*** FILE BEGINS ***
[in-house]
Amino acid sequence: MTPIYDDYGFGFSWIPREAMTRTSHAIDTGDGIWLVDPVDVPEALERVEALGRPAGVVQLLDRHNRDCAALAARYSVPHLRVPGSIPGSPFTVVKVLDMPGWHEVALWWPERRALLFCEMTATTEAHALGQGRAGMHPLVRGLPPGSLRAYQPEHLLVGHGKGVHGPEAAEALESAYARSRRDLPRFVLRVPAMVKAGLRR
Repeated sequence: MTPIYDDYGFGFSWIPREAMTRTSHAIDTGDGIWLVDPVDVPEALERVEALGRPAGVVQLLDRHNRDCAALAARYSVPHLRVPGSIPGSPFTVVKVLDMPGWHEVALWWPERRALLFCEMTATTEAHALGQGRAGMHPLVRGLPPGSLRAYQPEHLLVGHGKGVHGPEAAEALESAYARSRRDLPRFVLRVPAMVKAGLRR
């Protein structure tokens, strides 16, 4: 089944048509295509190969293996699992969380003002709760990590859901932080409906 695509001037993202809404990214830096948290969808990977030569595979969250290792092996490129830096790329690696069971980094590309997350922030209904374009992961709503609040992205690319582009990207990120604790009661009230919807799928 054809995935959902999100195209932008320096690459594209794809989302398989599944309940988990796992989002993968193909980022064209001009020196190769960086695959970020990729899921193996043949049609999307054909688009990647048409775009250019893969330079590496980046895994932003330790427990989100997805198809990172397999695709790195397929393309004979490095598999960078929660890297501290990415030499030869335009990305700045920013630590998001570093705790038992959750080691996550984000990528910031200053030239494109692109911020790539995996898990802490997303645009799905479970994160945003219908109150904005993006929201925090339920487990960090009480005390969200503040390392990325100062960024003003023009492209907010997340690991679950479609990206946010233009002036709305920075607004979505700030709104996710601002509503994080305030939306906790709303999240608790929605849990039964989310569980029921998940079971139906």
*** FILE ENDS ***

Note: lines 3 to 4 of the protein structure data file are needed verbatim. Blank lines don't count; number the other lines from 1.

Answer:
Repeated sequence: MTPIYDDYGFGFSWIPREAMTRTSHAIDTGDGIWLVDPVDVPEALERVEALGRPAGVVQLLDRHNRDCAALAARYSVPHLRVPGSIPGSPFTVVKVLDMPGWHEVALWWPERRALLFCEMTATTEAHALGQGRAGMHPLVRGLPPGSLRAYQPEHLLVGHGKGVHGPEAAEALESAYARSRRDLPRFVLRVPAMVKAGLRR
């Protein structure tokens, strides 16, 4: 089944048509295509190969293996699992969380003002709760990590859901932080409906 695509001037993202809404990214830096948290969808990977030569595979969250290792092996490129830096790329690696069971980094590309997350922030209904374009992961709503609040992205690319582009990207990120604790009661009230919807799928 054809995935959902999100195209932008320096690459594209794809989302398989599944309940988990796992989002993968193909980022064209001009020196190769960086695959970020990729899921193996043949049609999307054909688009990647048409775009250019893969330079590496980046895994932003330790427990989100997805198809990172397999695709790195397929393309004979490095598999960078929660890297501290990415030499030869335009990305700045920013630590998001570093705790038992959750080691996550984000990528910031200053030239494109692109911020790539995996898990802490997303645009799905479970994160945003219908109150904005993006929201925090339920487990960090009480005390969200503040390392990325100062960024003003023009492209907010997340690991679950479609990206946010233009002036709305920075607004979505700030709104996710601002509503994080305030939306906790709303999240608790929605849990039964989310569980029921998940079971139906």